After eight years, TW Shannon ready for one more run | Government and politics

OKLAHOMA CITY — In some ways, the past week has been a hustler for TW Shannon.

But it is also a moment that the former speaker of the Oklahoma House of Representatives has been waiting for eight years.

“Since 2014, I knew there was another race in me,” said Shannon, who announced her candidacy for the United States Senate during a press conference at the First Americans Museum on Thursday afternoon.

This will be Shannon’s second bid for the Senate, both under somewhat unusual circumstances.

Eight years ago, Shannon gave up the presidential chair to enter the Republican primary to replace Sen. Tom Coburn, who had tendered his resignation in February, effective the following January.

Shannon ended up losing to then-Congressman James Lankford in a runoff.

The circumstances are similar this time. Sen. Jim Inhofe resigned last month, effective next January, allowing the state to conduct a series of special elections alongside the regular election calendar.

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But while that aspect of the election is the same, Shannon said that politically “there’s a completely different dynamic.”

Former President Donald Trump is part of this different dynamic.

Trump’s perceived effect on Republican voters is such that nearly every GOP candidate invokes his name and the America First slogan he salvaged from the pile of catchphrases with disreputable stories.

Shannon did the same. He told the audience of supporters and campaign workers that he spoke to Trump and Trump associate Kelly Anne Conway on Wednesday.

Later, Shannon called Conway a consultant for her campaign; Stephanie Alexander, an Oklahoma City consultant who has held senior positions in Trump campaigns, is also on Shannon’s team.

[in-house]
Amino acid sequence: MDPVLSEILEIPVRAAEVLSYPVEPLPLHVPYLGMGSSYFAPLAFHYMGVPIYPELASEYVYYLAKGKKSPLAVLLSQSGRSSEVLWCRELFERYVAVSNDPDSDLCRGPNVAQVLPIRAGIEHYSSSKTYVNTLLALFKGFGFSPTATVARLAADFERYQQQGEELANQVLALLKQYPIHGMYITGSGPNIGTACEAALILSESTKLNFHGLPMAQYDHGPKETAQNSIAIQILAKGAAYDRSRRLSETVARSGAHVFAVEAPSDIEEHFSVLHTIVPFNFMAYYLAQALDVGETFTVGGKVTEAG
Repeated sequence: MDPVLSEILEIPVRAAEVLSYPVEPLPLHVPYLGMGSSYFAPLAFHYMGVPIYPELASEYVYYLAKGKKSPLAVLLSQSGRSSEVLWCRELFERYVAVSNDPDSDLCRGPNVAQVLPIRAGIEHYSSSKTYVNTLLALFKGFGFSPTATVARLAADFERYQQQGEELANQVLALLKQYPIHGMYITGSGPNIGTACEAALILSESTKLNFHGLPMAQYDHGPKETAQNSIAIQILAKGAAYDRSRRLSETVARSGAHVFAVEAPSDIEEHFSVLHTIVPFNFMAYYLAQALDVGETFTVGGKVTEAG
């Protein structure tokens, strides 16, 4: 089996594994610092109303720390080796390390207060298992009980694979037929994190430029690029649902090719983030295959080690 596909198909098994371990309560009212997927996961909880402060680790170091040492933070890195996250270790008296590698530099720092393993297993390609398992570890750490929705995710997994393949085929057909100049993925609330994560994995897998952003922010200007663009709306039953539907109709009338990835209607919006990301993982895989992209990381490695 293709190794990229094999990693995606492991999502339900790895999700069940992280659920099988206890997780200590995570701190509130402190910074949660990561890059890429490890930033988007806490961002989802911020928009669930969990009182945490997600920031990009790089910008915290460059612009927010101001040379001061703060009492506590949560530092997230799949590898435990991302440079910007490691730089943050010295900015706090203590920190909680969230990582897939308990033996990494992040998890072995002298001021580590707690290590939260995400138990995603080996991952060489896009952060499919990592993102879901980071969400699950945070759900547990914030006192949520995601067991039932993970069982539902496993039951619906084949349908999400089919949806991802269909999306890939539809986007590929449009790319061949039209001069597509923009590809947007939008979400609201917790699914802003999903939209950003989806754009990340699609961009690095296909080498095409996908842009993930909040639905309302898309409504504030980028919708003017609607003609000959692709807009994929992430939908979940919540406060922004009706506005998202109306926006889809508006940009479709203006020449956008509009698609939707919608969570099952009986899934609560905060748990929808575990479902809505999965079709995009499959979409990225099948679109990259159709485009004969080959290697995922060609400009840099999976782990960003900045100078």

The “America First Agenda,” Shannon said, is a must.

But when asked how he plans to differentiate his relationship with Trump from that of other GOP candidates claiming ties to the former president, Shannon changed direction.

“All I know is you have to run your own campaign,” he said. “You have to listen. People across the country are suffering.”

Shannon, 44, joins a group that already includes 2nd District Congressman Markwayne Mullin, former Inhofe chief of staff Luke Holland and state senator Nathan Dahm.

Others, including 1st District Congressman Kevin Hern, are eyeing the short-season campaign leading up to the June 28 GOP primary and a possible August runoff.

No Democratic or other non-Republican candidates ran.

Shannon got at least one high-profile endorsement on Thursday — Chickasaw Gov. Bill Anotatubby.

“I support him 100%,” said Anoatubby, who attended the announcement. “We’re thrilled. He has all the ability and background to do the job.”

Although Shannon is known as Oklahoma’s first and only African-American speaker, he is perhaps more popular and influential with Chickasaws and other Native Americans.

Shannon is a citizen of Chickasaw and was the general manager of the 100% owned Chickasaw bank.

In her announcement speech, Shannon laid down a traditional Republican marker that transcends Trump: the defense of capitalism and free enterprise.

“The real reason I’m running for the Senate is because capitalism matters,” he said. “There is a generation of citizens who believe this is a cruel and racist system that only benefits the few.

“There’s a narrative that if you look like me and you were born in America, the system doesn’t work for you,” he said.

About Myra R.

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